It is essential to transform Budapest’s parking subsidy system
The current parking subsidy system in the Hungarian capital is extremely unfair and wasteful. This was the conclusion of the teleconference held by Budapest district municipalities I., VI., VII. and VIII., and the Clean Air Action Group. Participants also made a proposal to restructure the management of public spaces in order to significantly improve the quality of life of the people.
The destruction of the environment has reached such a degree that mass car use is no longer sustainable, said András Lukács, President of Clean Air Action Group. As stated in CAAG’s recently published study, the current parking system encourages the purchase and use of cars, and the main reason for this is that users of parking spaces are not paying its costs. As a result, there is little room for community life, pedestrians, cyclists, vegetation in public areas, and this significantly impairs the residents’ quality of life.
In District VII, an online survey was conducted among the population on parking subsidies. According to Csaba Tóth, the head of the Climate Protection and Sustainability Cabinet of the municipality, the majority of the respondents agree that more pedestrian and green areas should be created at the expense of the parking spaces. The majority also considers it a good idea to stop subsidizing parking, and the generated income should be shared equally among the residents (this would be a subsidy worth about HUF 25,000 per resident per year). This support could be used to pay a parking fee or for environmentally friendly transport on demand. Currently the local government provides a subsidy of HUF 87-110 thousand a year to each local car owner by exempting them from paying the annual parking permit fee.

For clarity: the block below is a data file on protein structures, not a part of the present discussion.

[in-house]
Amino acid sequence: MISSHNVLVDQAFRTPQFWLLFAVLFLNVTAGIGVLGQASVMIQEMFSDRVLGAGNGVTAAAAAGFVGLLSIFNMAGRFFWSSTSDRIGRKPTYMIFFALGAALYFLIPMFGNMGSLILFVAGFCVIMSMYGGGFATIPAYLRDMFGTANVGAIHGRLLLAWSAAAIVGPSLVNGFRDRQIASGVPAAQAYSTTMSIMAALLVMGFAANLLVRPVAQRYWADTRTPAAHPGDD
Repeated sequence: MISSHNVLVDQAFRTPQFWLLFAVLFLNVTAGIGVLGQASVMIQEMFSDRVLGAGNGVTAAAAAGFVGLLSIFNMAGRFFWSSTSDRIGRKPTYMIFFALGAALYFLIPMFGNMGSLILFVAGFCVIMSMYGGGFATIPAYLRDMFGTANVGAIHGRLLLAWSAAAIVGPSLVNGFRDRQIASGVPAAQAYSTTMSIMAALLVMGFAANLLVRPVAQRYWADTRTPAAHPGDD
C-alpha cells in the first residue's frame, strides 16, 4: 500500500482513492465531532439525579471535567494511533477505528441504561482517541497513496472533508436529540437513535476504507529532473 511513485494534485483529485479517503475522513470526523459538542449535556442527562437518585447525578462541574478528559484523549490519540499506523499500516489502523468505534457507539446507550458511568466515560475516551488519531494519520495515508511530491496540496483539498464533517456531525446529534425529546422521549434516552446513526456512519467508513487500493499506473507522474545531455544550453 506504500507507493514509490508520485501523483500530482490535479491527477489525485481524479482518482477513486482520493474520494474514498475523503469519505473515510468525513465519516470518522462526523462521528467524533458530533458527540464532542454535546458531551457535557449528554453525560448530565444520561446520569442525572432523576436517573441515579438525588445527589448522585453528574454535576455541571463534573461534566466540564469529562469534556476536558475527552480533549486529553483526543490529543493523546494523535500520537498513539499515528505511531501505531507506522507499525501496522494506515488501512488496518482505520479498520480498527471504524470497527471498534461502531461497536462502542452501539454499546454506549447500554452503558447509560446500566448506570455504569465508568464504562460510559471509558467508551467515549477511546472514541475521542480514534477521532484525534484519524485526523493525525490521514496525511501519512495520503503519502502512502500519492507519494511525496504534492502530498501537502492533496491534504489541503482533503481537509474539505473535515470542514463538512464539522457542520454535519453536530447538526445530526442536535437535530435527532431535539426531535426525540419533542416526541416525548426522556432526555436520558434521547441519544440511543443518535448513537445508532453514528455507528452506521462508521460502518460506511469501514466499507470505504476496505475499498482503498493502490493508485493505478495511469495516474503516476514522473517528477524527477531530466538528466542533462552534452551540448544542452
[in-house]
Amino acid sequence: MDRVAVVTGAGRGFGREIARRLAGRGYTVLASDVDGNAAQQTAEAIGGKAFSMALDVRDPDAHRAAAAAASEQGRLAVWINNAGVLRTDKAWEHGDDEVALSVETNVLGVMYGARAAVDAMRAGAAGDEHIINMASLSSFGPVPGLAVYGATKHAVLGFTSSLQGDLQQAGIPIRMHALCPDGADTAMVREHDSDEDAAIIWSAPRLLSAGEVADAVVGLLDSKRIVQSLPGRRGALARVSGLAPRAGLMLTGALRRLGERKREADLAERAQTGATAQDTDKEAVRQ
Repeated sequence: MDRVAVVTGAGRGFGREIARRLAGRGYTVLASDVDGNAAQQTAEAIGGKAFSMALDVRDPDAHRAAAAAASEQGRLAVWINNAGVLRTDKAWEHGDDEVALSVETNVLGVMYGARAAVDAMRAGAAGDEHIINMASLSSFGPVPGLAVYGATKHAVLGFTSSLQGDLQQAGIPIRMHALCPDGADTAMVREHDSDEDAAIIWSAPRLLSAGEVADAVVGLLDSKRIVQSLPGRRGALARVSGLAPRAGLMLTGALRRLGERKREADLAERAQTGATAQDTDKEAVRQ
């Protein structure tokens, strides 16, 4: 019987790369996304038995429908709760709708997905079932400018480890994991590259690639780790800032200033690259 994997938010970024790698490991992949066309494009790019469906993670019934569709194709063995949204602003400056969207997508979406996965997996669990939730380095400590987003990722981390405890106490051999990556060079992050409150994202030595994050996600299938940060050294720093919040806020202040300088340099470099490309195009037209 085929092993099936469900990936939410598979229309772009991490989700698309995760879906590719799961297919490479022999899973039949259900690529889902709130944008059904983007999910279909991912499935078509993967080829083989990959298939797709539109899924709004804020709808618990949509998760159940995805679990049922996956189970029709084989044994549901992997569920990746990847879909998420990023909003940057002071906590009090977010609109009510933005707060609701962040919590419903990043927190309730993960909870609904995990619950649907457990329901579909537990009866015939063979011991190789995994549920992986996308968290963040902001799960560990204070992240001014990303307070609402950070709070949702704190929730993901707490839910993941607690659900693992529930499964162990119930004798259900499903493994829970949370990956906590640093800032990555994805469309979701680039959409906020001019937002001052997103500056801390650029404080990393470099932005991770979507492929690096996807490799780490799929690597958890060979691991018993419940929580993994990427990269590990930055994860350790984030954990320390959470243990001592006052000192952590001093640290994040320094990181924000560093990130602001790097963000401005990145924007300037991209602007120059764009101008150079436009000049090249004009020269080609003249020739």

Similar and gradual transformation of the parking system is planned by Márta V. Naszályi, the mayor of District I, who also found that a significant part of the population has an old, outdated car, so it is likely that many of them would benefit from a financial support that could be used to pay for something else than a parking fee.
Máté Gyõrffy, the deputy mayor responsible for urban development in District VI considers unsustainable that 80 percent of public spaces are occupied by cars and only 20 percent are left for everything else. According to him, this should gradually change to 50-50 percent. Szilvia Temesvári, the district’s deputy mayor for environment and public participation added that a major information campaign is planned to make the public aware of the disadvantages of the current parking system and how much better their quality of life can be with the planned redevelopment of public space usage. They count on the support of NGOs in implementing their ambitious plans.
Dániel Rádai, the deputy mayor of District VIII responsible for urban development, also emphasized that people feel much better on a street that is not occupied by cars, hence the municipality will strive to transform public spaces accordingly, considering several technical and financial means that also help the population.
The materials of the teleconference are available in Hungarian: